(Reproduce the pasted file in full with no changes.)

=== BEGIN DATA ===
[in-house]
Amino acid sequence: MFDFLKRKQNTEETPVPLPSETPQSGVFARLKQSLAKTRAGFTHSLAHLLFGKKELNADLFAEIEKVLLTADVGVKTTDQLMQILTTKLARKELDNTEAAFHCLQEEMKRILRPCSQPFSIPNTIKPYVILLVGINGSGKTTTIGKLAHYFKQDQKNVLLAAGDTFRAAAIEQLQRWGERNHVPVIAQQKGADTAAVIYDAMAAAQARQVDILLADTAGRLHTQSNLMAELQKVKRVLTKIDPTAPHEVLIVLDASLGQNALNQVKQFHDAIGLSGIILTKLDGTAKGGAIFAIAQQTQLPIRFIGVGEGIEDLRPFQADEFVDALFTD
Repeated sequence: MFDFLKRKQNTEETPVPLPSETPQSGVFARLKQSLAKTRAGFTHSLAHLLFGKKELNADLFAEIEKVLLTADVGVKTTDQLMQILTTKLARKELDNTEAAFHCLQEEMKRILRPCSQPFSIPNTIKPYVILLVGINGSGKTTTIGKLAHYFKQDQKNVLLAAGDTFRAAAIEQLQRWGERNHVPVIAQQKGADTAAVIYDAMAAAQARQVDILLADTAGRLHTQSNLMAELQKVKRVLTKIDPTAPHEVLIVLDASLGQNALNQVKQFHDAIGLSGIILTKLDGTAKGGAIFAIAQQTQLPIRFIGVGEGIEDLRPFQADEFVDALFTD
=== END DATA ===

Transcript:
[in-house]
Amino acid sequence: MFDFLKRKQNTEETPVPLPSETPQSGVFARLKQSLAKTRAGFTHSLAHLLFGKKELNADLFAEIEKVLLTADVGVKTTDQLMQILTTKLARKELDNTEAAFHCLQEEMKRILRPCSQPFSIPNTIKPYVILLVGINGSGKTTTIGKLAHYFKQDQKNVLLAAGDTFRAAAIEQLQRWGERNHVPVIAQQKGADTAAVIYDAMAAAQARQVDILLADTAGRLHTQSNLMAELQKVKRVLTKIDPTAPHEVLIVLDASLGQNALNQVKQFHDAIGLSGIILTKLDGTAKGGAIFAIAQQTQLPIRFIGVGEGIEDLRPFQADEFVDALFTD
Repeated sequence: MFDFLKRKQNTEETPVPLPSETPQSGVFARLKQSLAKTRAGFTHSLAHLLFGKKELNADLFAEIEKVLLTADVGVKTTDQLMQILTTKLARKELDNTEAAFHCLQEEMKRILRPCSQPFSIPNTIKPYVILLVGINGSGKTTTIGKLAHYFKQDQKNVLLAAGDTFRAAAIEQLQRWGERNHVPVIAQQKGADTAAVIYDAMAAAQARQVDILLADTAGRLHTQSNLMAELQKVKRVLTKIDPTAPHEVLIVLDASLGQNALNQVKQFHDAIGLSGIILTKLDGTAKGGAIFAIAQQTQLPIRFIGVGEGIEDLRPFQADEFVDALFTD